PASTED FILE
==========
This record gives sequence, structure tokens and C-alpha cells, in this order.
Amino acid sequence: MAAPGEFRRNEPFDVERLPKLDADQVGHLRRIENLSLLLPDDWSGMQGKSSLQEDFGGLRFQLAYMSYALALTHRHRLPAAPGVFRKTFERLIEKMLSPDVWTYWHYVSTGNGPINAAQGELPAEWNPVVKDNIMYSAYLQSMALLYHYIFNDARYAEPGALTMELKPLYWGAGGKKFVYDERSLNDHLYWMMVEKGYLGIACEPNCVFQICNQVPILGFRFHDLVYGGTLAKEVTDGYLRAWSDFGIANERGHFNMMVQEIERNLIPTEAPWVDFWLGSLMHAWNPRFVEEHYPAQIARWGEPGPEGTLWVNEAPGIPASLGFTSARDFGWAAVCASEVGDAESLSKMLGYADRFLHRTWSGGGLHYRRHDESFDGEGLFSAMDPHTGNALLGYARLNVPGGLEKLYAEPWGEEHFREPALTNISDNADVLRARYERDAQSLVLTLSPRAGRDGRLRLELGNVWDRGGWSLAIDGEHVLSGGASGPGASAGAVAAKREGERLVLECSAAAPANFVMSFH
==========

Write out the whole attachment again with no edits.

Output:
This record gives sequence, structure tokens and C-alpha cells, in this order.
Amino acid sequence: MAAPGEFRRNEPFDVERLPKLDADQVGHLRRIENLSLLLPDDWSGMQGKSSLQEDFGGLRFQLAYMSYALALTHRHRLPAAPGVFRKTFERLIEKMLSPDVWTYWHYVSTGNGPINAAQGELPAEWNPVVKDNIMYSAYLQSMALLYHYIFNDARYAEPGALTMELKPLYWGAGGKKFVYDERSLNDHLYWMMVEKGYLGIACEPNCVFQICNQVPILGFRFHDLVYGGTLAKEVTDGYLRAWSDFGIANERGHFNMMVQEIERNLIPTEAPWVDFWLGSLMHAWNPRFVEEHYPAQIARWGEPGPEGTLWVNEAPGIPASLGFTSARDFGWAAVCASEVGDAESLSKMLGYADRFLHRTWSGGGLHYRRHDESFDGEGLFSAMDPHTGNALLGYARLNVPGGLEKLYAEPWGEEHFREPALTNISDNADVLRARYERDAQSLVLTLSPRAGRDGRLRLELGNVWDRGGWSLAIDGEHVLSGGASGPGASAGAVAAKREGERLVLECSAAAPANFVMSFH